Conduct broad community conversation about the vision for student success and commit to comprehensive intervention for low-performing schools
Why Does This Matter?
- A broad conversation with the community to define a vision of success for all students in all schools will establish common expectations for what students should be able to do to succeed in college and career.
- Communities are more likely to support dramatic school change such as restarts when community members feel urgency to improve the status quo and are encouraged to redefine their expectations for what students and schools can achieve.
- Restart initiatives are more likely to be successful in meeting the needs of students and to achieve sustainability if the process for implementing restarts is developed with community input.
Profiles of Restart Authorization Practices
Denver: The District Strategic Plan as a Call for Bold Interventions in the Lowest-Performing Schools
Denver Public Schools published its “Denver 2020: Every Child Succeeds” strategic plan in 2012. The plan’s goal for 2020 is to establish “great schools in every neighborhood” with 80 percent of students attending a high-performing school, as measured by the district’s school performance framework. The plan was developed with extensive community input, including multiple community meetings, surveys, staff gatherings, and focus groups. The plan did not specifically identify restarts as a core strategy for achieving the 2020 goal, but established a vision for school excellence as the foundation for bold school transformation initiatives that included school restarts, closures, and the creation of innovative, autonomous schools. Learn more here about the process for developing the Denver strategic plan.
Philadelphia’s Renaissance School Advisory Board (RSAB): Collecting Citywide Input to Design a School Restart Initiative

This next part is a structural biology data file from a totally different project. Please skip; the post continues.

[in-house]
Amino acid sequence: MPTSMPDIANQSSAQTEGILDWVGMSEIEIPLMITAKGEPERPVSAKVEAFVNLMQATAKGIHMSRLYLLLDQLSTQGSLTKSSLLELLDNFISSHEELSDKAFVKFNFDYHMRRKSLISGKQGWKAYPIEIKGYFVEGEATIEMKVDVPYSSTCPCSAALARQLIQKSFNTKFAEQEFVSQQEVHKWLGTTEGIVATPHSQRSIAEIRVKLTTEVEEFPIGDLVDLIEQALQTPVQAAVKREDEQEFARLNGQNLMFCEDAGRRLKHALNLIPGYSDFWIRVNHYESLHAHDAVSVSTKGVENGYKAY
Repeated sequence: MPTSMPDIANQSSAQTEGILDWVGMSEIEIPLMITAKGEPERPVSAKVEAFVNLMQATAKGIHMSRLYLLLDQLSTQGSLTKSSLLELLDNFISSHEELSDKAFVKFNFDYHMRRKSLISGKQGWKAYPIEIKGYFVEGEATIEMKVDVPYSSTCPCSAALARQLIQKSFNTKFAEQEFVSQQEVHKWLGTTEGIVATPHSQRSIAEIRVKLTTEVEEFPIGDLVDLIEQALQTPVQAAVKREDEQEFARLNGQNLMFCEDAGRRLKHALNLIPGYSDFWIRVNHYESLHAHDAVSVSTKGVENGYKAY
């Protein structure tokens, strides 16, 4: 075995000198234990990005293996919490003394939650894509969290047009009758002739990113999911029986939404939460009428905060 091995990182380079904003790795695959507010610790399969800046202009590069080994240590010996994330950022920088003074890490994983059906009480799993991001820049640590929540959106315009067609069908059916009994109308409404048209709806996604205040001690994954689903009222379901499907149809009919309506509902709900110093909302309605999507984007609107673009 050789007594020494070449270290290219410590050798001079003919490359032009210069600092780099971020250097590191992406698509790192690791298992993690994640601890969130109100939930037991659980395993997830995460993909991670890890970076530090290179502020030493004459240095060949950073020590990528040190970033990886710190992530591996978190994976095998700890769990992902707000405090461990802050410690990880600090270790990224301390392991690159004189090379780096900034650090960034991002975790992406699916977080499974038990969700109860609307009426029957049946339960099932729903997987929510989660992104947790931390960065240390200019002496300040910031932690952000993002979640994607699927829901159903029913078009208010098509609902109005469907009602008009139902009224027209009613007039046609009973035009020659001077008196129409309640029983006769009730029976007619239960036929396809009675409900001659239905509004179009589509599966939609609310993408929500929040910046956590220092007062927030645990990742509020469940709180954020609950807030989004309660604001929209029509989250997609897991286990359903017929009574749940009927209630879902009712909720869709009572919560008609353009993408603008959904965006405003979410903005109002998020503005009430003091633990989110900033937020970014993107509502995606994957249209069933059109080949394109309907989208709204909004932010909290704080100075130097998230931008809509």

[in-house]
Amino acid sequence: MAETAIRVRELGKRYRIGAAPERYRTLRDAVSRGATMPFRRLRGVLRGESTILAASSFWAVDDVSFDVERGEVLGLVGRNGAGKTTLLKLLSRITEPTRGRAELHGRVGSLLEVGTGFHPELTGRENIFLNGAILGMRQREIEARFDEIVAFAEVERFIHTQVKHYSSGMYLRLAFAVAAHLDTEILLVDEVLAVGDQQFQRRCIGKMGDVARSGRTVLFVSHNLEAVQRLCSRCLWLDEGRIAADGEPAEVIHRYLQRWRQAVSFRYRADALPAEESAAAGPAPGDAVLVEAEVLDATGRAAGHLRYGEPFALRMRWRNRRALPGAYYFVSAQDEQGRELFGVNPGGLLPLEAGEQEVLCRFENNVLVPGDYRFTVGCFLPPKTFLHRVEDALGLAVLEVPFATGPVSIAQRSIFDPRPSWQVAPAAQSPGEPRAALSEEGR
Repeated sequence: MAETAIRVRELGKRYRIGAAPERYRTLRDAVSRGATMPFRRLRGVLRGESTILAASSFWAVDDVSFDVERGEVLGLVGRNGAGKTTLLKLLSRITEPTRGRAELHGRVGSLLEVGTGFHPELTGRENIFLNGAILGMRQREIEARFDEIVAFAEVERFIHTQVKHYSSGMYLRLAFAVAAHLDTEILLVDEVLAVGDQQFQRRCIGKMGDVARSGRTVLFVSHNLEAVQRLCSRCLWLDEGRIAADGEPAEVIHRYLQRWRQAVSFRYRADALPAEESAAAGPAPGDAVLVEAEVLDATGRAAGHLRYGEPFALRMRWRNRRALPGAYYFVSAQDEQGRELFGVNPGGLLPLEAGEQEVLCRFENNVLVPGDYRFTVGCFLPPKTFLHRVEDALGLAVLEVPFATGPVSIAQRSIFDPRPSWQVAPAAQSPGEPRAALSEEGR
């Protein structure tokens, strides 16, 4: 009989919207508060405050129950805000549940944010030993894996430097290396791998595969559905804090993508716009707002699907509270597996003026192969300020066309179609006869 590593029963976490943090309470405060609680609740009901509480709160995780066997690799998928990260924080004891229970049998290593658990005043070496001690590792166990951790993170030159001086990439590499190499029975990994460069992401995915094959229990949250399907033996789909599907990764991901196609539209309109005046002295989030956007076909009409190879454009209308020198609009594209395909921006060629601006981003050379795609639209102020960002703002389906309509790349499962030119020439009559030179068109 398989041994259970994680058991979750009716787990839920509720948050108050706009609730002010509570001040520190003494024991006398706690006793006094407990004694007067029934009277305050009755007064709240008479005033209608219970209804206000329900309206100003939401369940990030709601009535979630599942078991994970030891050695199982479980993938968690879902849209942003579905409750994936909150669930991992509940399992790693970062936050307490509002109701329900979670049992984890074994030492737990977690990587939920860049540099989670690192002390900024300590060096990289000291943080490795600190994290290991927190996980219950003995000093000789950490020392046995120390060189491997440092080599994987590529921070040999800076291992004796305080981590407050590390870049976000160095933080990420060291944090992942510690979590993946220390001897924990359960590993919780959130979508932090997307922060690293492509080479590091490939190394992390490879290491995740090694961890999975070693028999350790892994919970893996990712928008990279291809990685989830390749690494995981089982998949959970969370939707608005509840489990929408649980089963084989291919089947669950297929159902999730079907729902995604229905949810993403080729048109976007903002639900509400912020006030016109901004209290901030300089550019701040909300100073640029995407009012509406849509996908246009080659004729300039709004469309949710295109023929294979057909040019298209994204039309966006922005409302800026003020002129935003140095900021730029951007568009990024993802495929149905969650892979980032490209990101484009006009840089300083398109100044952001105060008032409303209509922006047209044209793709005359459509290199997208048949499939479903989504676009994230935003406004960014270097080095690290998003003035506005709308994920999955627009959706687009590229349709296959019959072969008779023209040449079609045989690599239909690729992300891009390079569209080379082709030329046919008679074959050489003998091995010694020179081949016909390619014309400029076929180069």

As part of its five-year Imagine 2014 strategic plan, the School District of Philadelphia committed to a process to transform historically underperforming schools into successful neighborhood schools. In order to collect broad input on a restart process for turnaround schools, the district established a citywide Renaissance School Advisory Board (RSAB) of more than 60 community leaders, educators, parents, education advocates, and district leaders, which provided recommendations on three critical restart elements: school identification, turnaround provider recruitment and selection, and community engagement and communication.
The RSAB set up the Renaissance schools process, leading to its first set of seven district-to-charter restart schools in fall 2010. By fall 2016, the Renaissance schools initiative will have led to the restart of 23 schools through six implementation cycles. The initiative has persisted despite targeted opposition and severe public education funding reductions. Find resources and information about what lessons the RSAB learned here.
Community Collaboration for School Innovation Toolkit
Renaissance Schools Advisory Board Final Report 2009
Renaissance Schools Implementation Plan January 2010
Baton Rouge Achievement Zone Community Engagement Process Summary Report Fall 2013
Denver Plan 2020 Strategic Plan
Building Family and Community Demand for Dramatic Change in Schools